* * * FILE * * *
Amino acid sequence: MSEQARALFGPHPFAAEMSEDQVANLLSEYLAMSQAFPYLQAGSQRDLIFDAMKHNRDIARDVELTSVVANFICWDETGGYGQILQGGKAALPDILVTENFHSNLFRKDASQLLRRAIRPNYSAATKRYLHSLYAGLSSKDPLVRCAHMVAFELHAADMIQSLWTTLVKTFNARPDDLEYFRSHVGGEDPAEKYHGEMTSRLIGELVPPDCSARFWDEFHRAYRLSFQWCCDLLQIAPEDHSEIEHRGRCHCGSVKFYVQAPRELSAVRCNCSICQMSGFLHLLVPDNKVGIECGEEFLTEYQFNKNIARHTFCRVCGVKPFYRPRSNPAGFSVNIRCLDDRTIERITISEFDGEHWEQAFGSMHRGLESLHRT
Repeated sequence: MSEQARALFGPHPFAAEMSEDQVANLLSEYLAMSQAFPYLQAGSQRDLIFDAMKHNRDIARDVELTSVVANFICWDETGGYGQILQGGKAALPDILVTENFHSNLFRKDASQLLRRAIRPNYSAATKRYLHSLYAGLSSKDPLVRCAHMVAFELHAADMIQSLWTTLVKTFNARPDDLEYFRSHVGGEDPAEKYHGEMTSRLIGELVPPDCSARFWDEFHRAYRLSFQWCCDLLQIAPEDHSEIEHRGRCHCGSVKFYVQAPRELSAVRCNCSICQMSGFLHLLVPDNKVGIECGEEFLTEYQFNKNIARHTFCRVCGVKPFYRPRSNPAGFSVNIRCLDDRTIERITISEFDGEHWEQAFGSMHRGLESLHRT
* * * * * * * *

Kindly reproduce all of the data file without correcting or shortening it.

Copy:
Amino acid sequence: MSEQARALFGPHPFAAEMSEDQVANLLSEYLAMSQAFPYLQAGSQRDLIFDAMKHNRDIARDVELTSVVANFICWDETGGYGQILQGGKAALPDILVTENFHSNLFRKDASQLLRRAIRPNYSAATKRYLHSLYAGLSSKDPLVRCAHMVAFELHAADMIQSLWTTLVKTFNARPDDLEYFRSHVGGEDPAEKYHGEMTSRLIGELVPPDCSARFWDEFHRAYRLSFQWCCDLLQIAPEDHSEIEHRGRCHCGSVKFYVQAPRELSAVRCNCSICQMSGFLHLLVPDNKVGIECGEEFLTEYQFNKNIARHTFCRVCGVKPFYRPRSNPAGFSVNIRCLDDRTIERITISEFDGEHWEQAFGSMHRGLESLHRT
Repeated sequence: MSEQARALFGPHPFAAEMSEDQVANLLSEYLAMSQAFPYLQAGSQRDLIFDAMKHNRDIARDVELTSVVANFICWDETGGYGQILQGGKAALPDILVTENFHSNLFRKDASQLLRRAIRPNYSAATKRYLHSLYAGLSSKDPLVRCAHMVAFELHAADMIQSLWTTLVKTFNARPDDLEYFRSHVGGEDPAEKYHGEMTSRLIGELVPPDCSARFWDEFHRAYRLSFQWCCDLLQIAPEDHSEIEHRGRCHCGSVKFYVQAPRELSAVRCNCSICQMSGFLHLLVPDNKVGIECGEEFLTEYQFNKNIARHTFCRVCGVKPFYRPRSNPAGFSVNIRCLDDRTIERITISEFDGEHWEQAFGSMHRGLESLHRT